Whilst sprinting may be a consistent theme across the three Persian races, Dubai certainly stands out in terms of scenery albeit some man-made. Uniquely, each Dubai stage starts out from the same Marine club, branching off in different directions each day. Stage two finished in the beautiful artificial Palm Islands (Palm Jumeirah). Only after enjoying the aerial views will you begin to question exactly how Dubai went about creating an island. Then they was stage three which finished at the Hatta Dam after weaving through the sorts of landscape you might associate with the moon. But let’s get back to the cycling.
Although Cavendish was impressive, he did not have it easy in the opening two stages. He won the first, although second place Andrea Guardini required a photo finish to make sure. Cavendish was more certain, raising his arm in celebration, and the photo confirmed he was the clear victor. The final kilometres saw the usual mix of teams surface as both Etixx-Quick Step and Team Sky struggled to hold shape. Crucially, Cavendish stayed with the brilliant Mark Renshaw who launched him off the front as the sprint commenced. The misfiring trains had resulted in a long sprint for the line, but Cavendish showed good strength to hold off Italian’s Guardini and Elia Viviani. Astana’s Guardini swung round late and lunged his bike towards Cavendish but had to settle for second. With ten seconds available for the first man over the line, the Manxman took the overall lead.
Aside from the tunnel to Palm Jumeirah just before the finish, the second stage unfolded in familiar fashion. Astana, including Tour De France champion Vincenzo Nibali, were the first sprint train to hit the front, with Sky and Etixx taking over. Guardini, sporting the red points jersey, jumped out from behind Cavendish trying to catch him by surprise. The Brit responded but the pair had gone too early. Viviani was third wheel and timed his move perfectly, prevailing ahead of his Stage 1 rivals. Cavendish followed him home and held on to the overall lead by two seconds, 16 ahead of his main rivals for the overall win.
This 16 second gap came into play in Stage 3 as the tougher profile meant splits in the pack and no final sprint. Even if a large bunch remained, the final hill, touching 17%, was sure to eliminate the sprinters. Aggressors Alejandro Valverde and Philip Gilbert would have been the favourites, whilst even the likes of Enrico Battaglin could have been hopeful. What these riders underestimated, however, was the power of any sprinter who they had not dropped. John Degenkolb, the 2014 Vuelta points winner, stole the show with his tremendous kick on the final section of the stage. It was a finish worth watching, as every rider struggled alone, out of the saddle, squeezing out the last of their energy. Valverde jumped after Degenkolb but failed to close the gap on the big German. In third was Juan José Lobato, also a sprinter by trade. Degenkolb pushed himself to the limit and collapsed on the floor at the summit, happy to recover in the Dubai sun. The Giant-Alpecin rider had been misfiring in the previous days’ sprints but turned his race around with a brilliant win. Is Degenkolb the toughest sprinter in the world at the moment? Maybe. He should have a brilliant 2015.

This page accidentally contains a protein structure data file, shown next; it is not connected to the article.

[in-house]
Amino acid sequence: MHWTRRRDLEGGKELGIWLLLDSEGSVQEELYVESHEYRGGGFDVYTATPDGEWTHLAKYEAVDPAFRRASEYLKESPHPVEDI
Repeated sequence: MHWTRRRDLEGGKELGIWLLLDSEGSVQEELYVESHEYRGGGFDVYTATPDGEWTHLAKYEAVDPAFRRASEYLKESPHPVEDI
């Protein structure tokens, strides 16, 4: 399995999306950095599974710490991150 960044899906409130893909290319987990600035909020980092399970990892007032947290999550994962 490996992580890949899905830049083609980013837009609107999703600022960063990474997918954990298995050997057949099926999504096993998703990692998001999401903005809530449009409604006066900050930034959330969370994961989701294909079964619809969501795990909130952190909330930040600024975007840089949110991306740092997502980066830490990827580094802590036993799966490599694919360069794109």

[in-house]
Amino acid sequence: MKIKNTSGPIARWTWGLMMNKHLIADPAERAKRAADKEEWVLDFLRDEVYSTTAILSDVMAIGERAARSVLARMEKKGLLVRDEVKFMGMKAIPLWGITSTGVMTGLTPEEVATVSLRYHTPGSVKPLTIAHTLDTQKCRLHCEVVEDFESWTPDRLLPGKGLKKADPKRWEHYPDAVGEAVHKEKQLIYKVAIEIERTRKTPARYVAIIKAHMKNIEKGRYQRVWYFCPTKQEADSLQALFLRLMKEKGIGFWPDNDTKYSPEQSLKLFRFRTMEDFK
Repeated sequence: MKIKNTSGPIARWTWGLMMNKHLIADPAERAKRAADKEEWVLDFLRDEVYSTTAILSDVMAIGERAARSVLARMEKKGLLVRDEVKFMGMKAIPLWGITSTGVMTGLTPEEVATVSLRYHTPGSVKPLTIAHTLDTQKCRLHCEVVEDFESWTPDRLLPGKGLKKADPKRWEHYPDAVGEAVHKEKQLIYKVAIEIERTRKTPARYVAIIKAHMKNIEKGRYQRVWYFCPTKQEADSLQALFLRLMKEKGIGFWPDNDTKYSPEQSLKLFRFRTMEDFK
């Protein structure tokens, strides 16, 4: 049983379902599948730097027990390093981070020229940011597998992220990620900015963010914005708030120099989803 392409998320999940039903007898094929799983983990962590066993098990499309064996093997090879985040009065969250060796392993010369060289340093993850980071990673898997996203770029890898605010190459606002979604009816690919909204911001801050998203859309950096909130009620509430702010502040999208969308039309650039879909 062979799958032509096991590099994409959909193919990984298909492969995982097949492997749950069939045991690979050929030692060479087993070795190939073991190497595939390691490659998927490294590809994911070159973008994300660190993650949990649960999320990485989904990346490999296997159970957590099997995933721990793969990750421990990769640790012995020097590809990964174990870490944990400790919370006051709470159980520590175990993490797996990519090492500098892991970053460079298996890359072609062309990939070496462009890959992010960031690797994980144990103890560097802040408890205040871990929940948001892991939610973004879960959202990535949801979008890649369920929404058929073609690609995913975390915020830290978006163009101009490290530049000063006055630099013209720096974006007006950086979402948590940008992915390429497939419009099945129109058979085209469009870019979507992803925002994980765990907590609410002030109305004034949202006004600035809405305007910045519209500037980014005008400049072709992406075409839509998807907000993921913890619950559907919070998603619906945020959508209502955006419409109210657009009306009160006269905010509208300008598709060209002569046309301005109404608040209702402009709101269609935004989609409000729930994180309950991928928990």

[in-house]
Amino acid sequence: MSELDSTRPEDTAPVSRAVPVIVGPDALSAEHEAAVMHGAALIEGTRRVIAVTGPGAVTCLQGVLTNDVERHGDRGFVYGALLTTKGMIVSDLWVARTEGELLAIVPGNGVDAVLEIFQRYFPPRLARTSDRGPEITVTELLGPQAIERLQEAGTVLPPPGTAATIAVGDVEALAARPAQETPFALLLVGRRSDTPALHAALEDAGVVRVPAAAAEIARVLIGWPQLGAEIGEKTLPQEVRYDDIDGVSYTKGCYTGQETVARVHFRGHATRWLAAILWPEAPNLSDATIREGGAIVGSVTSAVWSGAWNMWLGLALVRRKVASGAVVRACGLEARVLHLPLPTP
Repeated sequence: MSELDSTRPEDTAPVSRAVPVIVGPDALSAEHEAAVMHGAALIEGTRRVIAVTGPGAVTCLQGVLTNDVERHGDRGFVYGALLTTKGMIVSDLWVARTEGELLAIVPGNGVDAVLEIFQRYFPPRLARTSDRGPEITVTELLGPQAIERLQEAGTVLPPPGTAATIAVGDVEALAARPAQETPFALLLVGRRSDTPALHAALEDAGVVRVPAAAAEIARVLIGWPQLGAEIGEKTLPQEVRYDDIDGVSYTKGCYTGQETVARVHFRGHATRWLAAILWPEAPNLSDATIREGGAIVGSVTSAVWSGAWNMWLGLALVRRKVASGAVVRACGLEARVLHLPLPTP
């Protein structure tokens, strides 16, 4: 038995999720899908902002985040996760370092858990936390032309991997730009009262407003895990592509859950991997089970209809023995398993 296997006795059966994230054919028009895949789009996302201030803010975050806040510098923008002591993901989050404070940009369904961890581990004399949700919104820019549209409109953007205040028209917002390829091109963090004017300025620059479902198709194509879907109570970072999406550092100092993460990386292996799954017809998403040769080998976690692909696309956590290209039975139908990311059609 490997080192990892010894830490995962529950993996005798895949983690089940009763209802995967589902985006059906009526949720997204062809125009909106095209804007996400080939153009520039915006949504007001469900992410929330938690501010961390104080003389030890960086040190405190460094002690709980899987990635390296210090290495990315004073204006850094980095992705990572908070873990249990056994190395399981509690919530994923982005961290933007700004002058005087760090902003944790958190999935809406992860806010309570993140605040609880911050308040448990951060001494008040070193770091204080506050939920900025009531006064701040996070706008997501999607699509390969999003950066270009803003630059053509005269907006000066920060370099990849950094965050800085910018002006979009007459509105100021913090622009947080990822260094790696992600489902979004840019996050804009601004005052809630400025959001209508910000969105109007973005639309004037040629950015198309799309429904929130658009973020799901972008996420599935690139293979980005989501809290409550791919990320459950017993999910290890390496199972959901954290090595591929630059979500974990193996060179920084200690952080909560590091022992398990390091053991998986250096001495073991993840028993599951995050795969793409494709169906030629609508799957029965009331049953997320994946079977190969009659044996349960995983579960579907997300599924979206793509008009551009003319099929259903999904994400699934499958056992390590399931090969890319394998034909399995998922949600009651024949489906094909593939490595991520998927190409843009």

He was not the only sprinter to impress in Stage 3 though as Cavendish finished just ten seconds behind with a show of climbing ability. He too remained with the leaders and, although not good enough to mount a challenge, was a respectable 17th place on the stage. Granted, the climb was not quite Mount Ventoux, but Cavendish’s ride was key to him staying in the hunt for overall victory. It was his lowest stage finish in the race but arguably his most important. Along with his winning gap, Degenkolb took another ten seconds courtesy of the stage bonus making him the race leader by four seconds. The race was perfectly poised for the final stage with ‘Cav’ needing a second win. And he got it.
The Stage 4 finish was a strange one, with Etixx opening up a small gap in the sprint even before Cavendish made his move. Following Renshaw, the Brit had a look over his shoulder at the situation and then kicked on to get his win. Etixx got their positioning almost perfect, with their man having to sprint a touch longer than he would have liked. Still, they looked better than Team Sky, despite Viviani praising them as ‘one of the best lead out trains in the world’. Degenkolb continued to struggle in the Dubai bunch sprints, finishing 9th. With two stages and the race win here, and a steady Tour de San Luis last month, the Manx Missile looks happy again.